pegloticase

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pegloticase

Pronunciation:peg LOE ti kase
Brand:Krystexxa

What is the most important information I should know about pegloticase?

donotYou should not receive pegloticase if you are allergic to it, or if you have glucose-6-phosphate dehydrogenase deficiency (G6PD).

To make sure you can safely receive pegloticase, tell your doctor if you have congestive heart failure.

finishYou may be given other medications to prevent certain side effects of pegloticase. You may need to start taking these medications at least a week before you receive your pegloticase injection. Read the medication guide or patient instructions provided with each medication. Do not change your doses or medication schedule without your doctor's advice.
emtTell your caregiver right away if you feel itchy, nervous, light-headed, short of breath, or have a fast heartbeat, chest discomfort, or redness of your skin when the medicine is injected into your vein.

What is pegloticase?

Pegloticase is an enzyme that metabolizes uric acid into a harmless chemical that is eliminated from the body in urine.

Pegloticase is used to treat chronic gout. Pegloticase is usually given after other gout medications have been tried without successful treatment of symptoms.

Pegloticase may also be used for purposes not listed in this medication guide.

What should I discuss with my healthcare provider before taking pegloticase?

donotYou should not receive pegloticase if you are allergic to it, or if you have glucose-6-phosphate dehydrogenase deficiency (G6PD).

To make sure you can safely take pegloticase, tell your doctor if you have any of these other conditions:

  • congestive heart failure;
  • other heart problems; or
  • high blood pressure.
nopregFDA pregnancy category C. It is not known whether pegloticase will harm an unborn baby. Tell your doctor if you are pregnant or plan to become pregnant while using this medication.
nobrfeedIt is not known whether pegloticase passes into breast milk or if it could harm a nursing baby. You should not breast-feed while you are using pegloticase.

How should I take pegloticase?

Pegloticase is injected into a vein through an IV. You will receive this injection in a clinic or hospital setting. Pegloticase must be given slowly, and the IV infusion can take at least 2 hours to complete.

finishYou may be given other medications to prevent certain side effects of pegloticase. You may need to start taking these medications at least a week before you receive your pegloticase injection. Read the medication guide or patient instructions provided with each medication. Do not change your doses or medication schedule without your doctor's advice.

Pegloticase is usually given once every 2 weeks. Follow your doctor's dosing instructions very carefully.

emtWhen you first start using pegloticase, you may have an increase in gout flares. Keep using the medication as directed and tell your doctor if your symptoms do not improve after 3 months of treatment.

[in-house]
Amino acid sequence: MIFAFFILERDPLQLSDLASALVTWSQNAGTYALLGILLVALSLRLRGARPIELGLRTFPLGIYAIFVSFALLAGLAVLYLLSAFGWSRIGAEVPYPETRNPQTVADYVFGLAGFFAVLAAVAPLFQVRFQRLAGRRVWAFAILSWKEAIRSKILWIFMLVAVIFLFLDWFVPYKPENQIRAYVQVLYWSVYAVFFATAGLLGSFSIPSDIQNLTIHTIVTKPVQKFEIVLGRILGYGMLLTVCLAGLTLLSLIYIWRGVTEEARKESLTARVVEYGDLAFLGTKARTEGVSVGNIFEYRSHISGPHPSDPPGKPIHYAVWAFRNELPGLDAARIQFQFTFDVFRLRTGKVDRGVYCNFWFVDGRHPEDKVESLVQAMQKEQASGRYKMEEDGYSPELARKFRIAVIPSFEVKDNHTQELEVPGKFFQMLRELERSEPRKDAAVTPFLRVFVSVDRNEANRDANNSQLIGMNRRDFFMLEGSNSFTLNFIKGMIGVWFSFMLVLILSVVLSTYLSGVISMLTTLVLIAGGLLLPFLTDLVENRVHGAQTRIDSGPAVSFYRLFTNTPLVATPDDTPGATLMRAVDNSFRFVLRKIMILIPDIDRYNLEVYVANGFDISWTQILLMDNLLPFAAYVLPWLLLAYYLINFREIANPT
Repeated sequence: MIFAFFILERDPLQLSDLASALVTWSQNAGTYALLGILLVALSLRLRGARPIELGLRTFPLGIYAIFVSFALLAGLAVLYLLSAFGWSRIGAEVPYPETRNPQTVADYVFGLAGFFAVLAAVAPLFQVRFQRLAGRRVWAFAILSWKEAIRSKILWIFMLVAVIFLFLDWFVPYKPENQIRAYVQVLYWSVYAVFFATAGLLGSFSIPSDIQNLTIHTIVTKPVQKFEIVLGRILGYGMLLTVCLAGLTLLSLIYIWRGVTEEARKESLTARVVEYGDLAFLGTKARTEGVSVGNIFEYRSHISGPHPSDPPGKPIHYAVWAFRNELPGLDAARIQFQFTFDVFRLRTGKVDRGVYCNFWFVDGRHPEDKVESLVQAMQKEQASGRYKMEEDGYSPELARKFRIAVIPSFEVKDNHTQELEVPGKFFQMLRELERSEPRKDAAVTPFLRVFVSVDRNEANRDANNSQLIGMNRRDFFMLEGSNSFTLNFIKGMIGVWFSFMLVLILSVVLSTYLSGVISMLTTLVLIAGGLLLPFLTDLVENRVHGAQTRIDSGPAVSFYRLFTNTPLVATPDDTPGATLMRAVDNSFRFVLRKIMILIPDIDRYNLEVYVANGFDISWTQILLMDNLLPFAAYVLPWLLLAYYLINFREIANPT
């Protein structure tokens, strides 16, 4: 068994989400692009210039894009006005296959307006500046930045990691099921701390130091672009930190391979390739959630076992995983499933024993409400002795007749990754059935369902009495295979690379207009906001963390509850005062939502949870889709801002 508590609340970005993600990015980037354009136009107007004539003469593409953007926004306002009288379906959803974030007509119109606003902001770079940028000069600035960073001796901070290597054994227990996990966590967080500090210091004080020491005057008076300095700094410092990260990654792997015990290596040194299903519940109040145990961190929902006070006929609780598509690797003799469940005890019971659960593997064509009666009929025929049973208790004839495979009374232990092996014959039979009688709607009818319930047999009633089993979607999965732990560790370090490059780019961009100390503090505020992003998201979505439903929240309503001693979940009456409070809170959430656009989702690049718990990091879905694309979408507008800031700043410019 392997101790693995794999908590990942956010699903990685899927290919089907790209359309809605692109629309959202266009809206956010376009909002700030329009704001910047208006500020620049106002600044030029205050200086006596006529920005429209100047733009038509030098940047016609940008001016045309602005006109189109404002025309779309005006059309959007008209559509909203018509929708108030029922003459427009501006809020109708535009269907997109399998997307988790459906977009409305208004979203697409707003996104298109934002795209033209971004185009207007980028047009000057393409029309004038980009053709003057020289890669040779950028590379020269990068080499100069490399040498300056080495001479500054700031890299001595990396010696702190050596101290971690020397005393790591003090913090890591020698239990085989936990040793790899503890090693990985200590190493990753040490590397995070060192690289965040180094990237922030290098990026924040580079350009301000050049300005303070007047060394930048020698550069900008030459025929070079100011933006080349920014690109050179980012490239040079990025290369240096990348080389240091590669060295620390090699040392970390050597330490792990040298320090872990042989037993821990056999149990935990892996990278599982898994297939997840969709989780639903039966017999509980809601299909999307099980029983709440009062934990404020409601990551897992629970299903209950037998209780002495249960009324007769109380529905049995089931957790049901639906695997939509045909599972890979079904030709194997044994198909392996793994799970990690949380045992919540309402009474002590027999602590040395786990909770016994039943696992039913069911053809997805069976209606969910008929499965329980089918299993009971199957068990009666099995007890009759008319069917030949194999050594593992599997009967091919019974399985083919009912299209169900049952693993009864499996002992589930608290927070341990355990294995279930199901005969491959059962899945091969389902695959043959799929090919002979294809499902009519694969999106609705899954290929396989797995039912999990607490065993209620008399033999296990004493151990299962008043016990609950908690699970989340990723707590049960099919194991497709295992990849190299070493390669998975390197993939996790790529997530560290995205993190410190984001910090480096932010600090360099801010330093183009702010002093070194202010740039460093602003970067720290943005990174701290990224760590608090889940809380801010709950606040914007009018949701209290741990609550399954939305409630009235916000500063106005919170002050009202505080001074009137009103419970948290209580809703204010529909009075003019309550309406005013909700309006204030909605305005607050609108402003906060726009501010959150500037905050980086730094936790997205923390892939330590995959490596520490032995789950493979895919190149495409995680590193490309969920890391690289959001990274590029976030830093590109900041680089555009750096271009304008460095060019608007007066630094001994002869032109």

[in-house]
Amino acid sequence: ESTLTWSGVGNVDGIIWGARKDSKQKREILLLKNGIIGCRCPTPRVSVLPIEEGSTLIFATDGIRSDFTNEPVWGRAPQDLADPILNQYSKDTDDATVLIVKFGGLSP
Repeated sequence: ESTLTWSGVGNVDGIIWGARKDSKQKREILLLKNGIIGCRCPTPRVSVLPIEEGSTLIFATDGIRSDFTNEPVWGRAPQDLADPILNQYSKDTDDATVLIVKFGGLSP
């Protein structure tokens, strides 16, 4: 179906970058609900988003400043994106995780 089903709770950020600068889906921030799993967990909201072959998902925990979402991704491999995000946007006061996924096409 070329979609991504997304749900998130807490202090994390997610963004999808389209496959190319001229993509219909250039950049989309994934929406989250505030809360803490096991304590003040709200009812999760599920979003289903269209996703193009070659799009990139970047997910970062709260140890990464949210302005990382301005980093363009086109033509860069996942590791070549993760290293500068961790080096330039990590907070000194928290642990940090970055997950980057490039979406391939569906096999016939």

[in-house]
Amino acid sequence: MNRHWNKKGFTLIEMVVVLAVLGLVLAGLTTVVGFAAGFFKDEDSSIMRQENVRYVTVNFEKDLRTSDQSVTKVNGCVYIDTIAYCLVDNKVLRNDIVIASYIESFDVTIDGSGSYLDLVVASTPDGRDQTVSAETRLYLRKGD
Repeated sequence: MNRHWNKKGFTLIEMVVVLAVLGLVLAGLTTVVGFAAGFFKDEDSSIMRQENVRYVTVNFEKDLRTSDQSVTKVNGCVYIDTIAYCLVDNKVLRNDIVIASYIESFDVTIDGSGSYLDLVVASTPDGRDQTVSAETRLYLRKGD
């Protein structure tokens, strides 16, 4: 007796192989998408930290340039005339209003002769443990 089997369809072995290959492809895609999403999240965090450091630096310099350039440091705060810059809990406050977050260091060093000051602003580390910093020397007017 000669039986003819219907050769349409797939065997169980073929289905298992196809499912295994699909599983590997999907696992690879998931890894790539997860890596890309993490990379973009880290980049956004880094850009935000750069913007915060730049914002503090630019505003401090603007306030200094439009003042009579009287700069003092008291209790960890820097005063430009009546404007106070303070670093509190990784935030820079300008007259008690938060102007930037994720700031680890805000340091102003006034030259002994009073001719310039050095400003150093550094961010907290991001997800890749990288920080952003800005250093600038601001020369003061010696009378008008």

Your doctor may recommend other gout medications during the first 6 months of your treatment with pegloticase.

To be sure this medication is helping your condition, your blood may need to be tested often. This will help your doctor determine how long to treat you with pegloticase. Visit your doctor regularly.

What happens if I miss a dose?

Since pegloticase is given by a healthcare professional, you are not likely to miss a dose.

What happens if I overdose?

emtSeek emergency medical attention or call the Poison Help line at 1-800-222-1222.

What should I avoid while taking pegloticase?

Follow your doctor's instructions about any restrictions on food, beverages, or activity.

What are the possible side effects of pegloticase?

emtSome people receiving a pegloticase injection have had a reaction to the infusion (when the medicine is injected into the vein). Infusion reactions may also occur after the injection is given. Tell your caregiver right away if you feel itchy, nervous, light-headed, short of breath, or have a fast heartbeat, chest discomfort, or redness of your skin during the injection.
emtGet emergency medical help if you have any of these signs of an allergic reaction: hives; wheezing, difficult breathing; swelling of your face, lips, tongue, or throat.
donotCall your doctor at once if you have a serious side effect such as:
  • chest pain; or
  • flushing (warmth, redness, or tingly feeling).

Less serious side effects may include:

  • new gout flares;
  • nausea, vomiting, constipation;
  • easy bruising; or
  • stuffy nose, sore throat.

This is not a complete list of side effects and others may occur. Call your doctor for medical advice about side effects. You may report side effects to FDA at 1-800-FDA-1088.

What other drugs will affect pegloticase?

There may be other drugs that can interact with pegloticase. Tell your doctor about all the prescription and over-the-counter medications you use. This includes vitamins, minerals, herbal products, and drugs prescribed by other doctors. Do not start using a new medication without telling your doctor.

Where can I get more information?

Your pharmacist can provide more information about pegloticase.


Remember, keep this and all other medicines out of the reach of children, never share your medicines with others, and use this medication only for the indication prescribed.

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